Leading figures to talk world’s future at Saudi forum

Saudi Arabia’s energy minister Prince Abdulaziz bin Salman. (Twitter/Saudi Arabia Energy Ministry)
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Updated 21 October 2020

Leading figures to talk world’s future at Saudi forum

  • The event comes as part of the international conferences program held during the G20 Saudi Presidency

RIYADH: Renowned speakers will discuss the world’s future on Nov. 8 and 9 at the International Conference on Giftedness and Creativity.

The event is organized by the King Abdul Aziz and His Companions Foundation for Giftedness and Creativity (Mawhiba), and the G20 Saudi Secretariat.

The event comes as part of the international conferences program held during the G20 Saudi Presidency, and will be held under the patronage of King Salman and inaugurated by Riyadh Gov. Prince Faisal bin Bandar bin Abdul Aziz.

The two-day conference consists of four dialogue sessions, with two each day. The central high-level inaugural session is titled: “Imagine the Future: Empowerment of Youth to Shape New Future Horizons,” and will feature Minister of Energy Prince Abdul Aziz bin Salman, Minister of Education Dr. Hamad Al-Asheikh, and Henrietta Fore, UNICEF executive director.

The conference will also include three keynote speakers: Michio Kaku, US theoretical physicist, futurist and science communicator; Neil deGrasse Tyson, US astrophysicist, cosmologist, planetary scientist and science communicator; and Gerd Leonhard, a futurist and author specialized in the interaction between humans and technology.

The first day concludes its activities with a second dialogue session titled “The Digital World – How will it change the identity of the future?” with Dr. Abdullah Al-Ghamdi, chairman of the Saudi Data and Artificial Intelligence Authority; Eng. Nadhmi Al-Nasr, CEO of NEOM; Anthony Salcito, vice-president of worldwide education at Microsoft; and Hong-Eng Koh, global chief government industry scientist at Huawei.

The second day of the conference begins with a session titled “The Future of Innovation and Entrepreneurship.” The list of panelists includes Jonas Kjellberg, co-founder of Skype; Adam Cheyer, co-founder of Siri Inc. and formerly a director of engineering in the iPhone group at Apple; Dr. Esther Wojcicki, vice chair of the Creative Commons advisory council and Andreas Weigend, former chief scientist of Amazon.com.

The second day’s second session is titled “Global Visions – How they shape the future of humanity?” It will feature Sally Krisel, former president of the US National Association for Gifted Children; Lianne Hoogeveen, president of the European Council for High Ability; Noriah Ishak, former president of the Malaysian National Gifted Center; and Andreas Schleicher, director for the Directorate of Education and Skills at the Organization for Economic Cooperation and Development.

Mawhiba is the leading international establishment in the field of discovering, adopting and empowering talents, and it has discovered more than 161,000 talented Saudi students and expanded its work overseas.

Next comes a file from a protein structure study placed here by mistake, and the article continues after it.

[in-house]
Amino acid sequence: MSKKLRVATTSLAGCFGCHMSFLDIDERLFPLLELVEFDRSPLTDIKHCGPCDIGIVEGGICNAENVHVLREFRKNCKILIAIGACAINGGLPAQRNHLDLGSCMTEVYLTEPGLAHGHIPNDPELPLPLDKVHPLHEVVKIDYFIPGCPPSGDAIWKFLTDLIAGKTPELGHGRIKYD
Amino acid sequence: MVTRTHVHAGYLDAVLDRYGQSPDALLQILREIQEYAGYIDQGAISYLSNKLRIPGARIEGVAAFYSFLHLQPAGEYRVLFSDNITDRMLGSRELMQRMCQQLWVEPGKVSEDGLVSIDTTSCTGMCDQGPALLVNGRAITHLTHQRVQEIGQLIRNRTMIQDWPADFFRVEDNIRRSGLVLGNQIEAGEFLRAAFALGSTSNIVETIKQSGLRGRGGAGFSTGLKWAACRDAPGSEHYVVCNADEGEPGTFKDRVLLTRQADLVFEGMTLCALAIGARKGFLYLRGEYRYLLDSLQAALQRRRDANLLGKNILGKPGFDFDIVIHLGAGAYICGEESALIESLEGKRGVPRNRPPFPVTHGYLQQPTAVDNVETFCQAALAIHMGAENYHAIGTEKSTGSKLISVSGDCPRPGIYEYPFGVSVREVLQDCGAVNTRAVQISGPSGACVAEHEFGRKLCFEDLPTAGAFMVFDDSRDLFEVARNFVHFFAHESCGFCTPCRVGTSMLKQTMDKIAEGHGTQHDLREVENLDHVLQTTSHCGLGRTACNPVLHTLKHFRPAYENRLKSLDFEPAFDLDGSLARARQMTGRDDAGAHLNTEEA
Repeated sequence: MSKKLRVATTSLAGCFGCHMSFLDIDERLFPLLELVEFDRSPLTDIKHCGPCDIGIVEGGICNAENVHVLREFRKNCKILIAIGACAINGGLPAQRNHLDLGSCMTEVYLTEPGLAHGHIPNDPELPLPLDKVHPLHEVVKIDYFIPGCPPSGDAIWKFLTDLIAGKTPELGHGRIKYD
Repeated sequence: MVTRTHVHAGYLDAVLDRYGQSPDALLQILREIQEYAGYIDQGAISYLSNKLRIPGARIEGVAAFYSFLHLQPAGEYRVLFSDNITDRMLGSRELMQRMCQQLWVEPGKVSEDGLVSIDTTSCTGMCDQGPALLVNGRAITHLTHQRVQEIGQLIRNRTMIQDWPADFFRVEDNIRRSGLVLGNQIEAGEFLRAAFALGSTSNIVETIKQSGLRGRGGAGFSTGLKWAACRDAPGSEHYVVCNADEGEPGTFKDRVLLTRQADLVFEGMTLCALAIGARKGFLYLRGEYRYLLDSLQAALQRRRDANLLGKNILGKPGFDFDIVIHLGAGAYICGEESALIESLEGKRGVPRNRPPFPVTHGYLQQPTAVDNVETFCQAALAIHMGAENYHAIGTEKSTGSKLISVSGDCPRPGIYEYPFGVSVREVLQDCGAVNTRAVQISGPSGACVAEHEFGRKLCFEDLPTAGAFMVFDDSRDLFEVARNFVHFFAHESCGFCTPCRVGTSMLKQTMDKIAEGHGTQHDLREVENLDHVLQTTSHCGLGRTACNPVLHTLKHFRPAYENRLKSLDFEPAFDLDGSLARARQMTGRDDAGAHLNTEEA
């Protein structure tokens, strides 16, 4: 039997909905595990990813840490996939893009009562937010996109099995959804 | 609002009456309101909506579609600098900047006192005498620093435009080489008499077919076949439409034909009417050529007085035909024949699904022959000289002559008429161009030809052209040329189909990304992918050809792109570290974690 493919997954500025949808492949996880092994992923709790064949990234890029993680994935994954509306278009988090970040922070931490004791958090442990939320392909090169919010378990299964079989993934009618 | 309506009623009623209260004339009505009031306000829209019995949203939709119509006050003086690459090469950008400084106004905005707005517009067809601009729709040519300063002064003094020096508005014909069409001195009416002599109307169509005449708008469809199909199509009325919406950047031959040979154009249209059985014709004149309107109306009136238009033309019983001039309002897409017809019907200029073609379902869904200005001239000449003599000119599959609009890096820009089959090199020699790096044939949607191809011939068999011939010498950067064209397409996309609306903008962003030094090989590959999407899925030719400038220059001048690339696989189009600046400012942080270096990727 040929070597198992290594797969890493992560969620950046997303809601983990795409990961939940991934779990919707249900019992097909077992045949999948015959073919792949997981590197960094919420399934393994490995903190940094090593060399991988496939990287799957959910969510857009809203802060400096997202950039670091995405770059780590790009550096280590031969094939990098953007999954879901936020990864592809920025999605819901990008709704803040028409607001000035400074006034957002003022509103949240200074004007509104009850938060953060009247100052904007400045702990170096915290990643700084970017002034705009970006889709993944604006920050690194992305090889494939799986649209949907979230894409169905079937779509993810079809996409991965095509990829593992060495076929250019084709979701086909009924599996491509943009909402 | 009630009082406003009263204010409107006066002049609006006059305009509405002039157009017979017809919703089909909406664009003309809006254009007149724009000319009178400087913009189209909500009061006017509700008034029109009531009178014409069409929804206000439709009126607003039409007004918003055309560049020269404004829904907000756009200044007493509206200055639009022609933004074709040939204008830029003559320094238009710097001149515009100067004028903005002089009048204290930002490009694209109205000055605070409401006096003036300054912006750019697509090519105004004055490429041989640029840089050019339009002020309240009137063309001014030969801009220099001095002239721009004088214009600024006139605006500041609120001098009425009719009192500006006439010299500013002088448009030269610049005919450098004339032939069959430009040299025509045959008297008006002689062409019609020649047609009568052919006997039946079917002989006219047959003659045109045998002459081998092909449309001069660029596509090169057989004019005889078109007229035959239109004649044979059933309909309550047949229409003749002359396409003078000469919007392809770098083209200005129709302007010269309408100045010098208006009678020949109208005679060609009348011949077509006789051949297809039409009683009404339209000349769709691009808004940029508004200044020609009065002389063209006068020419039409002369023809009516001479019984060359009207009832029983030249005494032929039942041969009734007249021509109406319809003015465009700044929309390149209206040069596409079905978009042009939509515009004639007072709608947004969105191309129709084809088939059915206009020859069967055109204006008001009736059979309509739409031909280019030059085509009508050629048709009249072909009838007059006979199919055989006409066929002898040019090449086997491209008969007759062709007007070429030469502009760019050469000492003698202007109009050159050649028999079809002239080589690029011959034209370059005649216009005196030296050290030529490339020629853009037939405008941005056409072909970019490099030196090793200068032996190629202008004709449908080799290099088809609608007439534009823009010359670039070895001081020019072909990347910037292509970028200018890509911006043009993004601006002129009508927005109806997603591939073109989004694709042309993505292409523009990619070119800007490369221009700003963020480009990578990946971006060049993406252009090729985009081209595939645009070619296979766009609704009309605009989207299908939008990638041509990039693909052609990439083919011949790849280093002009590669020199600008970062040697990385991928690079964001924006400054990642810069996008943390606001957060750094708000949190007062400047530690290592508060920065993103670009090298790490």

It has achieved international successes by achieving 339 international victories in worldwide scientific competitions.

Mawhiba is aware that moving towards an economy independent of oil requires raising a generation capable of finding solutions to the problems of the future. The establishment has developed its methods based on the latest scientific means and practices to invest in the potential of talented individuals and empower them.


Hybrid learning is the future, says Saudi deputy minister of education

Updated 22 min 37 sec ago

Hybrid learning is the future, says Saudi deputy minister of education

  • Al-Sudairy said the ministry adopted online education systems to ensure the continuity of education, and protect students and teachers from contracting the virus

RIYADH: Saudi Arabia’s deputy minister of education has highlighted hybrid learning as the “path to the future.”

Dr. Mohammed Al-Sudairy said distance or e-learning should no longer be viewed simply as a response to emergencies but as a strategic option for the future.

He was speaking at a workshop titled “Measurement of operational efficiency of college education in the light of COVID-19” organized by King Faisal University.

Highlighting measures taken by Saudi education authorities in the wake of the pandemic, Al-Sudairy said the ministry adopted online education systems to ensure the continuity of education, and protect students and teachers from contracting the virus.

“The decision ensured social distancing and the quality of education,” he said, adding that the ministry harnessed all its capabilities to act quickly.

Al-Sudairy said that online education began for all educational grades at the same time. The ministry achieved great results as students and teachers continued to interact online in a safe environment and without any loss to the academic year.

The ministry, public and private universities, colleges, and the Technical and Vocational Training Corporation were able to shift to online education within one day of the decision to suspend physical attendance at school, he said.

Adapting to the virtual reality ensured the needs of teachers were met, while also increasing operational efficiency of university education and higher education.

Al-Sudairy said the online-learning system is not new. “Universities started making investments in e-learning in 2007,” he added.

The deputy minister called for the adoption of modern technologies and enhancement of teachers’ capabilities in terms of presenting interactive content on electronic platforms.